Revival Edit

The major part of the Potteries Railway network was thus inactive and unmaintained. It appeared that there might never be any retrieval of its capability of a railway. However, in 1907 Holman Fred Stephens, later Colonel Stephens, who already had several Light Railways in his control, took an interest in the dormant line. He decided that the Potts Line could be revived as a Light Railway. He obtained a Light Railway Order on 17 January 1908, authorising the operation of all the Shropshire Railways system except the Nantmawr branch as a Light Railway. The new company was called the Shropshire and Montgomeryshire Light Railway.[19][20][21]

The formal re-opening of the line took place on 13 April 1911, this time with invited guests. Opening to the general public took place the following day.[22][20][21]

The financial performance of the new company was extremely poor, and maintenance and operations were reduced to the minimum.[23]

The decline resulting in closure of all passenger operation, except for occasional excursions, was discontinued on 6 November 1933. The Criggion quarry train ran weekly, and occasional ordinary goods traffic served the intermediate stations.[24]

Military use Edit

In 1941 the entire line except the Criggion branch was requisitioned by the War Department and established to serve an ammunition store. Extensive track renewal took place. Army steam engines were brought in, to service numerous storage depots that were set up. A new exchange location with the main line was established at Hookagate. From 1 June 1941 the War Department operated all trains on the line, military and civilian.[25][26]

In 1947 the line was returned to civilian status, and the company was nationalised (along with most other main line railways in Great Britain) in 1948. The War Department usage continued, until in 1959 that came to an end, and in December 1959 the Criggion stone traffic ceased to operate as well. The final scheduled train ran on 26 February 1960 and on 29 February the line was closed. Abbey goods yard at Shrewsbury was retained.[25]

The Nantmawr branch too continued as part of British Railways. The former Tanat Valley line had closed to passengers on 15 January 1951, and from December 1960 goods operation west of Blodwell Junction ceased. Nantmawr continued to be served by mineral trains from Oswestry.[26]

Locations down to 1880 Edit

During the Potteries, Shrewsbury and North Wales Railway period, passenger train operation ceased during the suspension 1866 – 1868, and from 1880.

Main line Edit

Criggion branch Edit

Locomotives Edit

Little is known about the locomotives. According to Woodcock[28] one of them, named Black Tom, was a 0-4-2 tender locomotive built by Bury, Curtis, and Kennedy in 1848 and acquired from the London and North Western Railway in 1866.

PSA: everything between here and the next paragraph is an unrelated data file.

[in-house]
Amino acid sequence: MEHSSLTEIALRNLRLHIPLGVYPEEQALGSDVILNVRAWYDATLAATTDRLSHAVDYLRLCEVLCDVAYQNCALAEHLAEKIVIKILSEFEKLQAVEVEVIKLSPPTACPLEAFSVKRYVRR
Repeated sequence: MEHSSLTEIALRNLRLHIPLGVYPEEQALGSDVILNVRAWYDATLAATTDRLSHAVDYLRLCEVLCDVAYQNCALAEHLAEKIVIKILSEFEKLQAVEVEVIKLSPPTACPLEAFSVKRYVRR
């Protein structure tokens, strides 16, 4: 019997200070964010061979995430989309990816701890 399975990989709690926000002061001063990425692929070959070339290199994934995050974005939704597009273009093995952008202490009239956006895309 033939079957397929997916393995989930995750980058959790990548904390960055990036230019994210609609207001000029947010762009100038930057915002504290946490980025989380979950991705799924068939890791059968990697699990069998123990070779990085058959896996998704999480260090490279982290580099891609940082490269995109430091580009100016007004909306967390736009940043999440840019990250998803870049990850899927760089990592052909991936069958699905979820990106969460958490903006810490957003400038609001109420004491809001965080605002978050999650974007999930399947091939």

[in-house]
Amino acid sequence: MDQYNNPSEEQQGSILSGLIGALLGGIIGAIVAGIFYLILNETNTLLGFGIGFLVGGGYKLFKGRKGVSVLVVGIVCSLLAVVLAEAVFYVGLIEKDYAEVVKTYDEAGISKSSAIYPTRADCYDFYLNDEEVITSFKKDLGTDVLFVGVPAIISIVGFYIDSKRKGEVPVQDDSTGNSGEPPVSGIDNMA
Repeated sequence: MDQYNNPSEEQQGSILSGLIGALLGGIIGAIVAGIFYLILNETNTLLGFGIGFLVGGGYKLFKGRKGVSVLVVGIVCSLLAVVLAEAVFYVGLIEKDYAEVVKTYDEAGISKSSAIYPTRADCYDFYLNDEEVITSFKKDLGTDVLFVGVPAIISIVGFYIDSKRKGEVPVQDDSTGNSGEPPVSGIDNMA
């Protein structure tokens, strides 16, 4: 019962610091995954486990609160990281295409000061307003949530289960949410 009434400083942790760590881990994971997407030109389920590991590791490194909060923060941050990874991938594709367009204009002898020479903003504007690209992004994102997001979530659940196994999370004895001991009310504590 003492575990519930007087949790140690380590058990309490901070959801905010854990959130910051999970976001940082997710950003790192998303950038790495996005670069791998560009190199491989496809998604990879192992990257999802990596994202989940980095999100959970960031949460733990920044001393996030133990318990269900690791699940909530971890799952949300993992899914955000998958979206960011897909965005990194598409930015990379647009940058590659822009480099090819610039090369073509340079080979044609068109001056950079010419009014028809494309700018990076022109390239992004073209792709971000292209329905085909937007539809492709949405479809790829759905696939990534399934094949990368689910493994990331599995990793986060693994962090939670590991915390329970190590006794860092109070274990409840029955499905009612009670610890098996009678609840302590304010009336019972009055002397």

References Edit

  1. ^ a b c d e f g h i T R Perkins, A Derelict British Railway: the Potteries, Shrewsbury and North Wales Railway, in the Railway Magazine, May 1903, pages 400–409
  2. ^ a b c d e Keith and Susan Turner, The Shropshire and Montgomeryshire Light Railway, David & Charles, Newton Abbott, 1982, ISBN 0 7153 8233 0, pages 5 and 6
  3. ^ a b c d Eric S Tonks, The Shropshire and Montgomeryshire Railway, published by the Industrial Railway Society, 1949 revised 1972, ISBN 978-0901096098, pages 7 to 12
  4. ^ a b c d Donald J Grant, Directory of the Railway Companies of Great Britain, Matador, Kibworth Beauchamp, 2017, ISBN 978 1785893 537, page 507
  5. ^ Peter E Baughan, A Regional History of the Railways of Great Britain, volume XI, North and Mid Wales, David St John Thomas Publisher, Nairn, 1980 second edition 1991, ISBN 0 946537 59 3, paged 195 to 198
  6. ^ a b c Charles F Klapper, The Shropshire and Montgomeryshire Railway (Part 1), in the Railway Magazine, September 1934, pages 99 – 101
  7. ^ Baughan, page 196
  8. ^ Colonel Rich reporting on Board of Trade Inspection, quoted in Baughan, page 197
  9. ^ Turner, pages 7 to 9
  10. ^ a b c d Turner, pages 9 and 10
  11. ^ a b c Tonks, pages 20 to 22
  12. ^ Turner, pages 10 and 11
  13. ^ Turner, pages 7, 12 13 and 14
  14. ^ Baughan, page 199
  15. ^ a b c Tonks, pages 35 and 36
  16. ^ a b Turner, pages 14 to 16
  17. ^ a b Turner, pages 17 to 19
  18. ^ Grant, page 508
  19. ^ Tonks, pages 37 to 39
  20. ^ a b Turner, pages 24 to 26
  21. ^ a b Baughan, page 200
  22. ^ Tonks, pages 45 to 47
  23. ^ Tonks, page 49
  24. ^ Tonks, page 53
  25. ^ a b Tonks, pages 75 to 78
  26. ^ a b Turner, pages 46 to 48
  27. ^ M E Quick, Railway Passenger Stations in England, Wales and Scotland: A Chronology, version 5.03, September 2021, Railway and Canal Historical Society, electronic download
  28. ^ Woodcock, George, Minor Railways of England and their Locomotives, Goose & Son, Norwich, 1970, page 151

Further reading Edit

External links Edit